For myself, and most likely you as well, I find that I can’t shake this mantra. I’ve come to realize that it isn’t going anywhere – starting my agency wasn’t the answer to this question, it was just the start of many more.

The reality is that the “What next?” is the driver of our business; it is the voice in my head telling me that I have to make my mark. It is the thought that propels me to understand that this industry is constantly evolving and that being ahead of this curve will allow me to keep my business thriving. It isn’t the little engine that could, it is the tracks, fuel and everything else necessary to get that tiny blue bastard up the hill.

Since I am not alone in this challenging time for us little guys, I have put together five tenets that I force myself to remember every time the “What next?” pops back up:

1. Produce the best work

At my agency, we concentrate on doing the absolute best work we can, which in turn provides a reinforced sense of security. This sounds simple enough, but it can be incredibly easy to lose sight of this when you are in the “sausage-making” duties of running a small agency.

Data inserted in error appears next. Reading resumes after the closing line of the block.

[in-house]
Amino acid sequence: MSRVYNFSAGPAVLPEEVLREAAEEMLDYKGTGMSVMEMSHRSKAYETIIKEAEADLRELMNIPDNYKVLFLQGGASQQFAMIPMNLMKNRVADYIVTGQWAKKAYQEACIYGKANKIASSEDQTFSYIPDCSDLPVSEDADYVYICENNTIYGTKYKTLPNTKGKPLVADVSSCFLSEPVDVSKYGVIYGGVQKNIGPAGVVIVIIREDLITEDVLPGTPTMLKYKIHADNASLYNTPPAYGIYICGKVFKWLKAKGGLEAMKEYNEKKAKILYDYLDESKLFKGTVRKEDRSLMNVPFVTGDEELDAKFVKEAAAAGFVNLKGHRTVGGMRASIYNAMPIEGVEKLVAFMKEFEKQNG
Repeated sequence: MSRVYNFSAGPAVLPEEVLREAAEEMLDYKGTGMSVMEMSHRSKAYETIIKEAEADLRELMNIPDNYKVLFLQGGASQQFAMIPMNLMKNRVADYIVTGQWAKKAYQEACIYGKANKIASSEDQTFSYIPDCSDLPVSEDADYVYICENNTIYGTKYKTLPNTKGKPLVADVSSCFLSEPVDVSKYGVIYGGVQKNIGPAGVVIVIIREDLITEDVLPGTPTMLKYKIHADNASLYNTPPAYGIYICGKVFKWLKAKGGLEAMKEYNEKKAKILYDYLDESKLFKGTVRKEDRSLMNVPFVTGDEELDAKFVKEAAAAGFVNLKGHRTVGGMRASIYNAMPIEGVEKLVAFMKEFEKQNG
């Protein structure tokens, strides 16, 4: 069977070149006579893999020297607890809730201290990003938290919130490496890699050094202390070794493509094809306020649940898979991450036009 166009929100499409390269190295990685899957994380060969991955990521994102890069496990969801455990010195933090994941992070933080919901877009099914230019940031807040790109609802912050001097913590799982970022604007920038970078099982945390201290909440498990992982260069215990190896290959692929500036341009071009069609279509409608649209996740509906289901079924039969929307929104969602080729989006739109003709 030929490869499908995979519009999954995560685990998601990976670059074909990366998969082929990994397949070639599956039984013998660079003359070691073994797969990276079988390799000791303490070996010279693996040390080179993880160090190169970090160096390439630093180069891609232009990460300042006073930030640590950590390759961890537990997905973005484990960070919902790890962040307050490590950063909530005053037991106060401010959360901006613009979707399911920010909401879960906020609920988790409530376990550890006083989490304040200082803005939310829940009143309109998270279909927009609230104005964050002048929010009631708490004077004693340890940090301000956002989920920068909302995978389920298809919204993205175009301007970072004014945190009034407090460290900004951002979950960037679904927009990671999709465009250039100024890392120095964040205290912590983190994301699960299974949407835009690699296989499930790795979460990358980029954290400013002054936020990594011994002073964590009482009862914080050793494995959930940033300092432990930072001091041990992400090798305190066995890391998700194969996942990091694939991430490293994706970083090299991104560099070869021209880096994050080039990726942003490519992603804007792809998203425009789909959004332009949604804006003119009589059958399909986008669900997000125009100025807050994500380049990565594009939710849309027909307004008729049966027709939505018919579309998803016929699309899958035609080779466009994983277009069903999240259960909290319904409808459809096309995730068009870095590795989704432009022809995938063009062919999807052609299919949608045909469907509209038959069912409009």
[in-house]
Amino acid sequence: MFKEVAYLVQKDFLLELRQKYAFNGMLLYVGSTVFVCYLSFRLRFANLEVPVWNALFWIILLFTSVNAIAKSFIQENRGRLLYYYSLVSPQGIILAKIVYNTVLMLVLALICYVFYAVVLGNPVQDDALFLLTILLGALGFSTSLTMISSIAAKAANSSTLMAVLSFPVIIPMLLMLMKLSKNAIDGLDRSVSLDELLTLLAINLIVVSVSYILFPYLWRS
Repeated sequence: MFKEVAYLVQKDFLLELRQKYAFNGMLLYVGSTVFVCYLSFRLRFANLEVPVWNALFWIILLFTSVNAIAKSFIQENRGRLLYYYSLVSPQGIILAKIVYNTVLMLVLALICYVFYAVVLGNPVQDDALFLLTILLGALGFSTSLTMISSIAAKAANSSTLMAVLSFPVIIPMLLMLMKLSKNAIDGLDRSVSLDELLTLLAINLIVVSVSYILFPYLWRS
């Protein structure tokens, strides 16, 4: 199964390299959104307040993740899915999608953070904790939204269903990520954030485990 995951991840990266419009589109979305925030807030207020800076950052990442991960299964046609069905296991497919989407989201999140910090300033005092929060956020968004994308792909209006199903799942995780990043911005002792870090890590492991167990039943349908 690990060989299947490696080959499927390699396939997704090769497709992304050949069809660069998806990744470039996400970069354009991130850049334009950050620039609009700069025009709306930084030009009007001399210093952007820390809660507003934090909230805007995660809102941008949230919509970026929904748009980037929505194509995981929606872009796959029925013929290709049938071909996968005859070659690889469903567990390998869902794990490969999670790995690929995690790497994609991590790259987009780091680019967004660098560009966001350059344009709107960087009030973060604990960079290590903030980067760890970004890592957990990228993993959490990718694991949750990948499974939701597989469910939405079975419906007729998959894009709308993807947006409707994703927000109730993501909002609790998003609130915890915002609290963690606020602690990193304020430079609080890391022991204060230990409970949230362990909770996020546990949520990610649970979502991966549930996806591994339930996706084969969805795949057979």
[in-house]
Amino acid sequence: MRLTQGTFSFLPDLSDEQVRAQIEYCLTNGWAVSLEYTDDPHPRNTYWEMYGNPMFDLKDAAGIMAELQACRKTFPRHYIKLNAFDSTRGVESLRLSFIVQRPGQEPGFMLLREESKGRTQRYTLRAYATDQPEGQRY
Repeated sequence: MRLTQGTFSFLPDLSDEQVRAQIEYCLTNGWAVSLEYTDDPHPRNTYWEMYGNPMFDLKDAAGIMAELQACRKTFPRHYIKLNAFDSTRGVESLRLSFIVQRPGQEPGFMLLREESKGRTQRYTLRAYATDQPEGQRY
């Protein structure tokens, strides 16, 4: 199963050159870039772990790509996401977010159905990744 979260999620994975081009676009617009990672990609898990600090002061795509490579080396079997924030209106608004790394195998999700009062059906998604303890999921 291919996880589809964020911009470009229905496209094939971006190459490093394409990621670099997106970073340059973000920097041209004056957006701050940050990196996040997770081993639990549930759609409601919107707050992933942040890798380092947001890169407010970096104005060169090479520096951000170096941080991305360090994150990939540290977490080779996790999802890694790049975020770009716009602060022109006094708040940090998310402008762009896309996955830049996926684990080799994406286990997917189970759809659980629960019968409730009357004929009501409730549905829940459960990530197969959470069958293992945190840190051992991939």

For my partners and me, it all boils down to the fact that we want to live a happy and fulfilling life and want the same for our employees. I know that a job (a.k.a. security) is the most important element in this equation, so survivability is always our focus – and to survive you have to be the best.

This has powered our creative and our work ethic, and consequently led to stability, profitability and growth. Retaining business is simple: make your clients grow and in that manifested effort, you will as well.

2. Anticipate the “Downs”